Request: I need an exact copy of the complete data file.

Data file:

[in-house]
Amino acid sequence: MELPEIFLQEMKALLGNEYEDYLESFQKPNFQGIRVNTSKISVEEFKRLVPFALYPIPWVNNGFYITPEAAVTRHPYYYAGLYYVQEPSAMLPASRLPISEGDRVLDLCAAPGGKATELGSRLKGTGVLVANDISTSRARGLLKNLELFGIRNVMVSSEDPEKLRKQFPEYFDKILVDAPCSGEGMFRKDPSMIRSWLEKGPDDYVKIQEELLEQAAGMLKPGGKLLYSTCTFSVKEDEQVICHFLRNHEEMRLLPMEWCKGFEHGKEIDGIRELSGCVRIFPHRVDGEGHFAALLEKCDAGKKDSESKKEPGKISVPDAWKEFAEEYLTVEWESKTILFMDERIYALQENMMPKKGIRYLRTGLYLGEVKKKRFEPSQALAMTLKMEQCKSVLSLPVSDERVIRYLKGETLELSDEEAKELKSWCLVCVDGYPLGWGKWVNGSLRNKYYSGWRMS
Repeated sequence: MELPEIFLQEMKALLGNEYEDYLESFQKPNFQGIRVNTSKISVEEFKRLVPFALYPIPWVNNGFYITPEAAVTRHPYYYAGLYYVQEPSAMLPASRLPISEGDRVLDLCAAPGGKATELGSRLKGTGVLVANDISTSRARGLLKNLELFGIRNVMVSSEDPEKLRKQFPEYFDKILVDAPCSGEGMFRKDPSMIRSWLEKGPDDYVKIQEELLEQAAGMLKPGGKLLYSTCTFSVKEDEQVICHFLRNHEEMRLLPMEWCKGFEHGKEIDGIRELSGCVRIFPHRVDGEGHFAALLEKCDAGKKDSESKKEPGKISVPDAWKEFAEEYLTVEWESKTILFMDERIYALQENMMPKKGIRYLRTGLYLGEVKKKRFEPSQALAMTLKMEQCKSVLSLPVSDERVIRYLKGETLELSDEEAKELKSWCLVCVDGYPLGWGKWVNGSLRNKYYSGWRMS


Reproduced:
[in-house]
Amino acid sequence: MELPEIFLQEMKALLGNEYEDYLESFQKPNFQGIRVNTSKISVEEFKRLVPFALYPIPWVNNGFYITPEAAVTRHPYYYAGLYYVQEPSAMLPASRLPISEGDRVLDLCAAPGGKATELGSRLKGTGVLVANDISTSRARGLLKNLELFGIRNVMVSSEDPEKLRKQFPEYFDKILVDAPCSGEGMFRKDPSMIRSWLEKGPDDYVKIQEELLEQAAGMLKPGGKLLYSTCTFSVKEDEQVICHFLRNHEEMRLLPMEWCKGFEHGKEIDGIRELSGCVRIFPHRVDGEGHFAALLEKCDAGKKDSESKKEPGKISVPDAWKEFAEEYLTVEWESKTILFMDERIYALQENMMPKKGIRYLRTGLYLGEVKKKRFEPSQALAMTLKMEQCKSVLSLPVSDERVIRYLKGETLELSDEEAKELKSWCLVCVDGYPLGWGKWVNGSLRNKYYSGWRMS
Repeated sequence: MELPEIFLQEMKALLGNEYEDYLESFQKPNFQGIRVNTSKISVEEFKRLVPFALYPIPWVNNGFYITPEAAVTRHPYYYAGLYYVQEPSAMLPASRLPISEGDRVLDLCAAPGGKATELGSRLKGTGVLVANDISTSRARGLLKNLELFGIRNVMVSSEDPEKLRKQFPEYFDKILVDAPCSGEGMFRKDPSMIRSWLEKGPDDYVKIQEELLEQAAGMLKPGGKLLYSTCTFSVKEDEQVICHFLRNHEEMRLLPMEWCKGFEHGKEIDGIRELSGCVRIFPHRVDGEGHFAALLEKCDAGKKDSESKKEPGKISVPDAWKEFAEEYLTVEWESKTILFMDERIYALQENMMPKKGIRYLRTGLYLGEVKKKRFEPSQALAMTLKMEQCKSVLSLPVSDERVIRYLKGETLELSDEEAKELKSWCLVCVDGYPLGWGKWVNGSLRNKYYSGWRMS